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Leaders' Questions

Varadkar: 'Ireland is a pretty safe country. We shouldn't be scaring people into thinking otherwise'

The Taoiseach said he does not think minimum sentences are a good idea.

“IRELAND IS A pretty safe country,” Taoiseach Leo Varadkar has told the Dáil, adding: “We shouldn’t be scaring people into thinking otherwise.”

The issue of crime and garda recruitment numbers was highlighted in the Dáil today by Aontú leader Peadar Tóibín today. 

He claimed “people can attack gardaí with impunity at the moment” and with garda recruitment numbers under pressure, those in the force feel they can no longer do their job. 

“Ireland is becoming more violent,” Toíbín told the Taoiseach. 

In response, Varadkar said statistics can be quoted back and forth “until the cows come home”, but said “if you compare Ireland with other European countries, other countries in the Western developed world, this is a pretty safe country”.

In 2019, a UN study found Ireland has the 11th lowest homicide rate in Europe and the 23rd lowest in the world

“Just look at the murder rate, for example, per capita, one of the lowest in the Western world and that is because of the hard work of our gardaí and because of the strong society which we’ve built.

“And yes, crime crime numbers go up and they go down, but take the broad period of time compared to other countries.

Ireland is a pretty safe country. And we shouldn’t be scaring people into thinking otherwise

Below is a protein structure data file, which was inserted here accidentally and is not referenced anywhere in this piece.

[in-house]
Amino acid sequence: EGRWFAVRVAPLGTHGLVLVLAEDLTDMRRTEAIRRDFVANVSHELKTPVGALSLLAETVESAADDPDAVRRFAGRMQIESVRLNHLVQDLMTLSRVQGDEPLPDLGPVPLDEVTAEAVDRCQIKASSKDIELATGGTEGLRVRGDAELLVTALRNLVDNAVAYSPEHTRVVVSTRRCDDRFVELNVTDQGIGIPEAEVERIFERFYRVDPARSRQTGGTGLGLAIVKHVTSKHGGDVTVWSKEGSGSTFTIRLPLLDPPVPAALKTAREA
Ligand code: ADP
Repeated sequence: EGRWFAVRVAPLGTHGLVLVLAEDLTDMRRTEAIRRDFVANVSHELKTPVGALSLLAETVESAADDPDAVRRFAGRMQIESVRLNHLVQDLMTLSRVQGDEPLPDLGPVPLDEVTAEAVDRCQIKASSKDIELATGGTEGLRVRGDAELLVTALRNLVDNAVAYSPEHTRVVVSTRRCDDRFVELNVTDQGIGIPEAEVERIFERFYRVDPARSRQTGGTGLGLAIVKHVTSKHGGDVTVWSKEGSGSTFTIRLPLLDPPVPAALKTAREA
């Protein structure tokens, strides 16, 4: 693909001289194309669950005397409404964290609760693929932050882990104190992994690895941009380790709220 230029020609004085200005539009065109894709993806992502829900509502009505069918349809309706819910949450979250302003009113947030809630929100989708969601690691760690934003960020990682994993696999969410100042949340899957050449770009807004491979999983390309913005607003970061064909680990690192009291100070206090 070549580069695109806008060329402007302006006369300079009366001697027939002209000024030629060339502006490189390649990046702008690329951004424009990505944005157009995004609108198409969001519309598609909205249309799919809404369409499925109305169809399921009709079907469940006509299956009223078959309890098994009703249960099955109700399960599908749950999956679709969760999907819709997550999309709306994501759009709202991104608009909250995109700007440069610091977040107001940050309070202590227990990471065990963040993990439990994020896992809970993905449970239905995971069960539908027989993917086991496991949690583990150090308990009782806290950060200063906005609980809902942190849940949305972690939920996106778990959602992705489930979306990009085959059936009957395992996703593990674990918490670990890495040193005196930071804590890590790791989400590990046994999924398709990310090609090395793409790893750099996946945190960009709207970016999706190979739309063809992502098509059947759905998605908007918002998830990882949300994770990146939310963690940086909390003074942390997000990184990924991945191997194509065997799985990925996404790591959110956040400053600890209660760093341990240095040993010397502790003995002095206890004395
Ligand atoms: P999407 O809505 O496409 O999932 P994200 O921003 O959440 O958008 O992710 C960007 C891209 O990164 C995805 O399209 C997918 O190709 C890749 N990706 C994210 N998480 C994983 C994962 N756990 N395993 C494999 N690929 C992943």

The most recent figures from the Central Statistics Office (CSO) show in 2018, there were 88 homicides recorded, 63 in 2019, 71 in 2020, 53 in 2021 and 69 in 2022. 

Figures show that fraud crime in 2022 fell by 32% to the year pervious, but that theft crime rose by 41%.

Most other crime categories increased over the year with homicide and related offences up 30%, robbery, extortion and hijacking offences up 19%. 

Attempts/threats to murder, assaults, harassments and related offences were up 17%. Controlled Drugs offences fell by 13% while Dangerous or Negligent Acts were down by 1%.

Justice Minister Simon Harris got Cabinet approval this week to introduce increased sentencing for those that attack gardaí and other emergency workers. However, Tóibín called for minimum sentencing to be introduced. 

Maximum custodial sentencing is to be welcomed, but without a minimum custodial sentence “it is entirely possible that people can continue to assault gurdaí in this space and never ever see prison time for that”, he said. 

Varadkar said more gardaí are needed and he still believes that 1,000 will be recruited under new plans for this year.

Currently there are around 14,000 gardaí, but the Taoiseach wants to reach 15,000, he said. However, concerns have been raised by opposition politicians about the pace of recruitment, with fears that the target will not be met this year. 

In terms of minimum sentences, Varadkar said he didn’t think minimum sentences are a good idea.

“I know I’m accused of all sorts of ideology. Maybe this is the liberal in me speaking. Minimum sentences tend to backfire. What happens when you have minimum sentences is sometimes people get detained in prison when they probably shouldn’t be, when a more appropriate approach might be a suspended sentence or probation or a juvenile liaison program, for example,” he said. 

In some cases people are acquitted when they shouldn’t be because the judge or the jury think that the minimum sentence is “too stiff in the circumstances”, Varadkar added.

“That’s generally why think minimum sentences can be a bad idea,” he said. 

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